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Nobel Prize Lands at IU

Headshot of Elinor Ostrom
This photo of Elinor Ostrom was taken on Oct. 12, 2009, the day the Royal Swedish Academy of Sciences named her a recipient of the Nobel Memorial Prize in Economic Sciences. Photo courtesy of Chris Meyer.

The late Elinor “Lin” Ostrom, a former professor of political science at IU, was named a recipient of the Nobel Memorial Prize in Economic Sciences in 2009.

“A great thrill—a very big surprise,” Ostrom said at a news conference on the IU Bloomington campus on Oct. 12, 2009, the day the Royal Swedish Academy of Sciences made the announcement. “What a way to start a Monday morning.”

Ostrom, described as hard-working, passionate, inclusive, and nurturing, is the eighth Nobel Prize recipient with ties to IU. The previous seven recipients were honored for their research in either physics or medicine.

She was the first woman to receive the Nobel Prize in Economics, which has been awarded since 1968.

“This is fantastic news,” former IU President Michael A. McRobbie, DSc’21, said. “Professor Ostrom has won widespread recognition from around the world for her very original research and scholarship. For her to win the Nobel Prize is fully appropriate.”

Ostrom, who taught at IU Bloomington from 1965 until her death in 2012, was the Arthur F. Bentley Professor of Political Science in the College of Arts and Sciences and a professor in the School of Public and Environmental Affairs. She was also the co-founder and senior research director of the Ostrom Workshop, formerly known as the Workshop in Political Theory and Policy Analysis, which is based on the Bloomington campus.

Ostrom Workshop
Ostrom Workshop on the IU Bloomington campus. In 2023, the Workshop celebrated its 50th anniversary. Courtesy photo.

James Walker, professor of economics at IU Bloomington and former co-director of the Workshop, spoke about Ostrom following the big announcement.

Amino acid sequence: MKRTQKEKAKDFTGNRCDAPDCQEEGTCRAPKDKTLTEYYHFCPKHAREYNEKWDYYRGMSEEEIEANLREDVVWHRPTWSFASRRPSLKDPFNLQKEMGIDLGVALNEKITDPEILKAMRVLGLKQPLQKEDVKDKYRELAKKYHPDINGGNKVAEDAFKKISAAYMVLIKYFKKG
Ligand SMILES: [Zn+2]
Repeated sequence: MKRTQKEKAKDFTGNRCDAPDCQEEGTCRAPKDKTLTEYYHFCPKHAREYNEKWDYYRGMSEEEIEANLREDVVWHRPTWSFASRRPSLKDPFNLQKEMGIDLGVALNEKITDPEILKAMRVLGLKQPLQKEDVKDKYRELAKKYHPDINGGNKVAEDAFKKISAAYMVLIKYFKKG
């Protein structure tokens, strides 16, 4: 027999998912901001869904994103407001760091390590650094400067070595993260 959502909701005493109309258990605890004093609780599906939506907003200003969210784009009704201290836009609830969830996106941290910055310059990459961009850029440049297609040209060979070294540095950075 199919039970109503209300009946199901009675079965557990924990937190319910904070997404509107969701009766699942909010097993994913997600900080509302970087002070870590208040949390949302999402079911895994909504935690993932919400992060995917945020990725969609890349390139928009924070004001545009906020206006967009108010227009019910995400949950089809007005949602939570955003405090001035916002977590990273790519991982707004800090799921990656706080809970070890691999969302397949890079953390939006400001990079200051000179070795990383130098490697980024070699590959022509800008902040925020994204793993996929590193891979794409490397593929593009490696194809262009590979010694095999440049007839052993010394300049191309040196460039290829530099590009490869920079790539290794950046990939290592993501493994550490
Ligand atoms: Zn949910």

“It’s pure excitement. In academics, this is like the Super Bowl. She is extremely dedicated to the kind of work she does,” he said. “60 hours a week [of work] is a low number for her. You sometimes get emails from Lin at 3 or 4 in the morning.”

According to the prize committee, Ostrom’s analysis of “economic governance, especially the commons,” or, put another way, what happens when natural resources are shared commonly, earned her the Nobel.

Ostrom’s 1990 book, Governing the Commons: The Evolution of Institutions for Collective Action, is widely known as a seminal work in the field, Walker said.

The book challenged the idea of the “tragedy of the commons,” brought forward in a 1968 article by academic Garrett Hardin. To illustrate the concept, Hardin supposed a pasture that was “open to all.” He wrote that the benefits to each herder of overgrazing (a well-fed herd) outweighed the cost of overgrazing to each herder (the deterioration of the pasture).

In other words, each herder gets the full benefit but only bears a portion of the cost.

In Hardin’s view, the “tragedy of the commons” was that when people share a finite resource, they will ultimately destroy it.

Ostrom contended that when people shared a finite resource, a tragedy was not inevitable. She cited numerous cases in which people were sharing limited resources and were able to develop institutions, networks, communication, and collaboration that solved the problem.

“Since my dissertation, I have been studying how local people, as well as government officials, have attempted to solve very difficult resource problems,” said Ostrom, who earned bachelor’s, master’s, and doctoral degrees in political science from UCLA.

A native of Los Angeles, Ostrom began her academic work in the early 1960s by studying Californians’ efforts to solve the common problem of saltwater intrusion into the groundwater systems of Los Angeles. Her investigations ultimately became the topic of her doctoral dissertation.

Her work investigated issues around the world. One of her studies looked at irrigation systems in Nepal. She found that locally managed irrigation systems—with small dams built from stone, mud, and trees—had successfully allocated water among users for many years.

Elinor Ostrom with a group of people in Nepal
Elinor Ostrom in Nepal in March 1993. Photo courtesy of Arizona State University.

In a number of localities, the Nepalese government, with assistance from foreign donors, had built modem dams of concrete and steel. Despite flawless engineering, many of the modem projects ended in failure—crop yields around these modem dams were often lower than they were around the primitive dams.